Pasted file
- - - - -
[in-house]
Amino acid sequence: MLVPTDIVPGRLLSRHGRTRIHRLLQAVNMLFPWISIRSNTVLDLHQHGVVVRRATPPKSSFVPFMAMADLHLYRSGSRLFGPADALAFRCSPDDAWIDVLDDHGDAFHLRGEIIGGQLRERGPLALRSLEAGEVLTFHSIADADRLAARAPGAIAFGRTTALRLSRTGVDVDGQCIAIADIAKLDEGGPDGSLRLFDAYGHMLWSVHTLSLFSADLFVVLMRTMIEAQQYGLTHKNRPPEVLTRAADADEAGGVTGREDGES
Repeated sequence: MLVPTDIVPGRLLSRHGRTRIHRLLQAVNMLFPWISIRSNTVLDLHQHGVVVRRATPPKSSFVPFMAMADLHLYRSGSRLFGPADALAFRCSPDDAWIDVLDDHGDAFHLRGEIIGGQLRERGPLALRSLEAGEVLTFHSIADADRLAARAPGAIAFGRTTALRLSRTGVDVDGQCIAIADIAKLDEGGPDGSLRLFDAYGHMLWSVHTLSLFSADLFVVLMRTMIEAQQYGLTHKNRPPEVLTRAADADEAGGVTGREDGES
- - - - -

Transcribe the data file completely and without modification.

[in-house]
Amino acid sequence: MLVPTDIVPGRLLSRHGRTRIHRLLQAVNMLFPWISIRSNTVLDLHQHGVVVRRATPPKSSFVPFMAMADLHLYRSGSRLFGPADALAFRCSPDDAWIDVLDDHGDAFHLRGEIIGGQLRERGPLALRSLEAGEVLTFHSIADADRLAARAPGAIAFGRTTALRLSRTGVDVDGQCIAIADIAKLDEGGPDGSLRLFDAYGHMLWSVHTLSLFSADLFVVLMRTMIEAQQYGLTHKNRPPEVLTRAADADEAGGVTGREDGES
Repeated sequence: MLVPTDIVPGRLLSRHGRTRIHRLLQAVNMLFPWISIRSNTVLDLHQHGVVVRRATPPKSSFVPFMAMADLHLYRSGSRLFGPADALAFRCSPDDAWIDVLDDHGDAFHLRGEIIGGQLRERGPLALRSLEAGEVLTFHSIADADRLAARAPGAIAFGRTTALRLSRTGVDVDGQCIAIADIAKLDEGGPDGSLRLFDAYGHMLWSVHTLSLFSADLFVVLMRTMIEAQQYGLTHKNRPPEVLTRAADADEAGGVTGREDGES